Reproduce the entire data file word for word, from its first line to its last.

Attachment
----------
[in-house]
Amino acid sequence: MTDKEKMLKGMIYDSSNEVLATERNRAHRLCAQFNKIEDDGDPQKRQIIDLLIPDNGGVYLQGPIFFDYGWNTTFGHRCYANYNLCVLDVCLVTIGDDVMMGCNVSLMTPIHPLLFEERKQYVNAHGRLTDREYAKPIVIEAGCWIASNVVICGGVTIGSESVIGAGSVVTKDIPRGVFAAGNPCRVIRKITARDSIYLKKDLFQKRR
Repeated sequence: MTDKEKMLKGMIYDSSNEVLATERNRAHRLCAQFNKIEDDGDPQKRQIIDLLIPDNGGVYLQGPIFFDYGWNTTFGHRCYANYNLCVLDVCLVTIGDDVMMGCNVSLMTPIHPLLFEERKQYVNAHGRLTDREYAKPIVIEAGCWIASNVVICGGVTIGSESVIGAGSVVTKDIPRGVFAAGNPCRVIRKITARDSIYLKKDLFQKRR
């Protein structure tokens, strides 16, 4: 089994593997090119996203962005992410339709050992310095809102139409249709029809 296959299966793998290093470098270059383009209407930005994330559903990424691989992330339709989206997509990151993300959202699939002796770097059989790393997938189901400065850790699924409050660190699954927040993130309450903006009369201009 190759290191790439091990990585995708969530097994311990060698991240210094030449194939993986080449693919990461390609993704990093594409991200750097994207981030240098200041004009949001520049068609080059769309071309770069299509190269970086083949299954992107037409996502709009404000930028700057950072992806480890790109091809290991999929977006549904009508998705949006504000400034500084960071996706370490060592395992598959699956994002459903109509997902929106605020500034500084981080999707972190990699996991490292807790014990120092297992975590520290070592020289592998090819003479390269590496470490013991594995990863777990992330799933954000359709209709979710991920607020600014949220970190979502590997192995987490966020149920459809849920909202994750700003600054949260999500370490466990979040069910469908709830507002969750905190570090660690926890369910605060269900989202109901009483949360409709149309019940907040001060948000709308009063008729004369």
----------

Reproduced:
[in-house]
Amino acid sequence: MTDKEKMLKGMIYDSSNEVLATERNRAHRLCAQFNKIEDDGDPQKRQIIDLLIPDNGGVYLQGPIFFDYGWNTTFGHRCYANYNLCVLDVCLVTIGDDVMMGCNVSLMTPIHPLLFEERKQYVNAHGRLTDREYAKPIVIEAGCWIASNVVICGGVTIGSESVIGAGSVVTKDIPRGVFAAGNPCRVIRKITARDSIYLKKDLFQKRR
Repeated sequence: MTDKEKMLKGMIYDSSNEVLATERNRAHRLCAQFNKIEDDGDPQKRQIIDLLIPDNGGVYLQGPIFFDYGWNTTFGHRCYANYNLCVLDVCLVTIGDDVMMGCNVSLMTPIHPLLFEERKQYVNAHGRLTDREYAKPIVIEAGCWIASNVVICGGVTIGSESVIGAGSVVTKDIPRGVFAAGNPCRVIRKITARDSIYLKKDLFQKRR
């Protein structure tokens, strides 16, 4: 089994593997090119996203962005992410339709050992310095809102139409249709029809 296959299966793998290093470098270059383009209407930005994330559903990424691989992330339709989206997509990151993300959202699939002796770097059989790393997938189901400065850790699924409050660190699954927040993130309450903006009369201009 190759290191790439091990990585995708969530097994311990060698991240210094030449194939993986080449693919990461390609993704990093594409991200750097994207981030240098200041004009949001520049068609080059769309071309770069299509190269970086083949299954992107037409996502709009404000930028700057950072992806480890790109091809290991999929977006549904009508998705949006504000400034500084960071996706370490060592395992598959699956994002459903109509997902929106605020500034500084981080999707972190990699996991490292807790014990120092297992975590520290070592020289592998090819003479390269590496470490013991594995990863777990992330799933954000359709209709979710991920607020600014949220970190979502590997192995987490966020149920459809849920909202994750700003600054949260999500370490466990979040069910469908709830507002969750905190570090660690926890369910605060269900989202109901009483949360409709149309019940907040001060948000709308009063008729004369």